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Status 2022
Curse or blessing?

The practical problem child

How plastic is threatening our planet.

Our grandparents would have been thrilled to be able to buy milk in light­weight plastic bottles instead of having to carry home heavy glass bottles of milk. Today we would be lucky if plastic would never have been invented. That's because the unending plastic flood has become a major problem.

But why is that? As practical as plastic is - such as in the form of a plastic bag - it refuses to disappear! Because plastic does not decay. It only breaks down into smaller and smaller particles called micro­plastics. The scary truth is that every year we dump an unbelievable 32 million metric tons of plastic into the environ­ment world­wide. Plastic which, as in the case of the plastic bag, is used on average once for 25 minutes and never disappears after it has been thrown away. Researchers fear that there will be more plastic than fish in Earth's oceans by 2050.

Those who think, "So what if plastic breaks down into micro­scopically small particles in 500 years? Then it will be as good as gone." should not be surprised if a doctor diagnoses them with micro­plastics in the lungs or the intestines one day. But let's start at the beginning.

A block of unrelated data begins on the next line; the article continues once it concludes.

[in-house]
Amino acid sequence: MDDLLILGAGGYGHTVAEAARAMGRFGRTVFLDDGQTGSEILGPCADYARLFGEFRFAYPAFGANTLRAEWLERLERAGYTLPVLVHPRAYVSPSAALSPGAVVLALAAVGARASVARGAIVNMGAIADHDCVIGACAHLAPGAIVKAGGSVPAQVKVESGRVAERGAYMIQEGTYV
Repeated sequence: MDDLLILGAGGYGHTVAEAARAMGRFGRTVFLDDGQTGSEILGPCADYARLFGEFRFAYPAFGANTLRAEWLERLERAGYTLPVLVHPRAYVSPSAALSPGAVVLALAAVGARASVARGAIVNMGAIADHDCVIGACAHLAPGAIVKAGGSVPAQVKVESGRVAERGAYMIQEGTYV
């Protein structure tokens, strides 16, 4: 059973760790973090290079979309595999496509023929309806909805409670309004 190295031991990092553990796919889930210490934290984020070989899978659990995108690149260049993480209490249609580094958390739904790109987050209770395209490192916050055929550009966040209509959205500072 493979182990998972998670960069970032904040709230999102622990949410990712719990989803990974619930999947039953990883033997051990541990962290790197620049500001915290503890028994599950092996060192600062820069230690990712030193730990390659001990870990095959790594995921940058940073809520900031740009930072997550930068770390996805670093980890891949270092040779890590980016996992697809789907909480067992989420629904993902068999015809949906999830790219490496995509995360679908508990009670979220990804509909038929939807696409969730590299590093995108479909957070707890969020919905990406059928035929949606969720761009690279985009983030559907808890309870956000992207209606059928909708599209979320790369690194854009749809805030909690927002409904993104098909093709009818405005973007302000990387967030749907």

What's so special about plastics that makes it so dangerous?


%s coffee cups have been thrown away in Germany alone while you've been reading this article. Every second, 89 cups are added.

How plastic is ruining our groundwater

Will plastic ultimately wind up on our plates?

Is plastic making us sick?

We consume micro­plastics not only through our drinking water and our food but also through the air we breathe, numerous personal care products, clothing and lots more. And we're ingesting an increasing amount of micro­plastics. Various studies have shown that the blood of 90% of people living in indus­trialized nations is chronically contami­nated with plastic. The toxic substance bisphenol A (BPA) in particular was found in almost every blood and urine sample, says Dieter Swandulla, Institute Director of the Physiology 2 Department at the University of Bonn. The substance is a synthetic hormone and is particularly harmful to the health. Initial studies suggest that micro­plastics can lead to cancer, obesity and infertility.

The "Stop Wasting – Start Caring!" initiative“

"Stop Wasting – Start Caring!" CEO Tim Höttges calls on all Deutsche Telekom employees to avoid plastic, packaging and scrap metal.